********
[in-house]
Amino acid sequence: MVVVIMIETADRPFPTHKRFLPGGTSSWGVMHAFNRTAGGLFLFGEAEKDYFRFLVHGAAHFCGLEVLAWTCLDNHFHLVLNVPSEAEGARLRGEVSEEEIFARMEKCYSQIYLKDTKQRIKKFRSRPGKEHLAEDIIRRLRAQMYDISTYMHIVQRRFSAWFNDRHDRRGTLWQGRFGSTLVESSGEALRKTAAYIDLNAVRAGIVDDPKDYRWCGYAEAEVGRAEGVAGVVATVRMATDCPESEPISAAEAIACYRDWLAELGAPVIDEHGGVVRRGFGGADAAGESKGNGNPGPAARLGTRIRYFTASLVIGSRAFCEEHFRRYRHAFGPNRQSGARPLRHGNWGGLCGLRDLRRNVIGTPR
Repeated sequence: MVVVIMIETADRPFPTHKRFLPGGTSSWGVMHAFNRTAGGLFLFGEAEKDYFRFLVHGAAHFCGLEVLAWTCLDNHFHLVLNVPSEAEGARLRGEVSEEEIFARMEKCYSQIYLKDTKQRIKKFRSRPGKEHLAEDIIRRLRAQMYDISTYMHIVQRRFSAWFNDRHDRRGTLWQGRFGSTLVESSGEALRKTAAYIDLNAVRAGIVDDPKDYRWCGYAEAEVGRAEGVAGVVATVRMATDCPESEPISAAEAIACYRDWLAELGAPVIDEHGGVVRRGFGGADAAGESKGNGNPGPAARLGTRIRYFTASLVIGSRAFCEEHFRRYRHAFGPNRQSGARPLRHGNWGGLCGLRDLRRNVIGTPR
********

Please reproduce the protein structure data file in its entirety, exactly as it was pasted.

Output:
[in-house]
Amino acid sequence: MVVVIMIETADRPFPTHKRFLPGGTSSWGVMHAFNRTAGGLFLFGEAEKDYFRFLVHGAAHFCGLEVLAWTCLDNHFHLVLNVPSEAEGARLRGEVSEEEIFARMEKCYSQIYLKDTKQRIKKFRSRPGKEHLAEDIIRRLRAQMYDISTYMHIVQRRFSAWFNDRHDRRGTLWQGRFGSTLVESSGEALRKTAAYIDLNAVRAGIVDDPKDYRWCGYAEAEVGRAEGVAGVVATVRMATDCPESEPISAAEAIACYRDWLAELGAPVIDEHGGVVRRGFGGADAAGESKGNGNPGPAARLGTRIRYFTASLVIGSRAFCEEHFRRYRHAFGPNRQSGARPLRHGNWGGLCGLRDLRRNVIGTPR
Repeated sequence: MVVVIMIETADRPFPTHKRFLPGGTSSWGVMHAFNRTAGGLFLFGEAEKDYFRFLVHGAAHFCGLEVLAWTCLDNHFHLVLNVPSEAEGARLRGEVSEEEIFARMEKCYSQIYLKDTKQRIKKFRSRPGKEHLAEDIIRRLRAQMYDISTYMHIVQRRFSAWFNDRHDRRGTLWQGRFGSTLVESSGEALRKTAAYIDLNAVRAGIVDDPKDYRWCGYAEAEVGRAEGVAGVVATVRMATDCPESEPISAAEAIACYRDWLAELGAPVIDEHGGVVRRGFGGADAAGESKGNGNPGPAARLGTRIRYFTASLVIGSRAFCEEHFRRYRHAFGPNRQSGARPLRHGNWGGLCGLRDLRRNVIGTPR